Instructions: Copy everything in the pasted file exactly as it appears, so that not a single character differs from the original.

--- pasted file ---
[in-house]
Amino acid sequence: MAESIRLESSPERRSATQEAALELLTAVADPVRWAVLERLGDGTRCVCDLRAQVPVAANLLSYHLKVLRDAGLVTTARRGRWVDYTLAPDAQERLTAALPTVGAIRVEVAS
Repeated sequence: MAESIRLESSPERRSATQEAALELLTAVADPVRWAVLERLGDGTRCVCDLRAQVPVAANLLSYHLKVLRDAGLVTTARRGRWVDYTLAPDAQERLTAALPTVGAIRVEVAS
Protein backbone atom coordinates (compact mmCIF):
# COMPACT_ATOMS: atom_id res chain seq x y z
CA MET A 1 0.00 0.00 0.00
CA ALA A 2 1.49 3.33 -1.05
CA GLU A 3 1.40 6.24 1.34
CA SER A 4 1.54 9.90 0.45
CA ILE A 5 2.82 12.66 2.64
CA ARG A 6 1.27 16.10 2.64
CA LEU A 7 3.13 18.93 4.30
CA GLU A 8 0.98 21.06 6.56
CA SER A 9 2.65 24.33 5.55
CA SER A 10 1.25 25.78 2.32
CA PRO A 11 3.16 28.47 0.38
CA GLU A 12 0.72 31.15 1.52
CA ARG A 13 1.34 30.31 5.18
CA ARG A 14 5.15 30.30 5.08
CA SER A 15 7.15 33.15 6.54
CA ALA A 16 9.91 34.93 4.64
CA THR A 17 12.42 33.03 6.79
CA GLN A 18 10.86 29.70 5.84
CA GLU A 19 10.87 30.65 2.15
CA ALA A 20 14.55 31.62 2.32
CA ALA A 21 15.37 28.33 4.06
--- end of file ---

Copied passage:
[in-house]
Amino acid sequence: MAESIRLESSPERRSATQEAALELLTAVADPVRWAVLERLGDGTRCVCDLRAQVPVAANLLSYHLKVLRDAGLVTTARRGRWVDYTLAPDAQERLTAALPTVGAIRVEVAS
Repeated sequence: MAESIRLESSPERRSATQEAALELLTAVADPVRWAVLERLGDGTRCVCDLRAQVPVAANLLSYHLKVLRDAGLVTTARRGRWVDYTLAPDAQERLTAALPTVGAIRVEVAS
Protein backbone atom coordinates (compact mmCIF):
# COMPACT_ATOMS: atom_id res chain seq x y z
CA MET A 1 0.00 0.00 0.00
CA ALA A 2 1.49 3.33 -1.05
CA GLU A 3 1.40 6.24 1.34
CA SER A 4 1.54 9.90 0.45
CA ILE A 5 2.82 12.66 2.64
CA ARG A 6 1.27 16.10 2.64
CA LEU A 7 3.13 18.93 4.30
CA GLU A 8 0.98 21.06 6.56
CA SER A 9 2.65 24.33 5.55
CA SER A 10 1.25 25.78 2.32
CA PRO A 11 3.16 28.47 0.38
CA GLU A 12 0.72 31.15 1.52
CA ARG A 13 1.34 30.31 5.18
CA ARG A 14 5.15 30.30 5.08
CA SER A 15 7.15 33.15 6.54
CA ALA A 16 9.91 34.93 4.64
CA THR A 17 12.42 33.03 6.79
CA GLN A 18 10.86 29.70 5.84
CA GLU A 19 10.87 30.65 2.15
CA ALA A 20 14.55 31.62 2.32
CA ALA A 21 15.37 28.33 4.06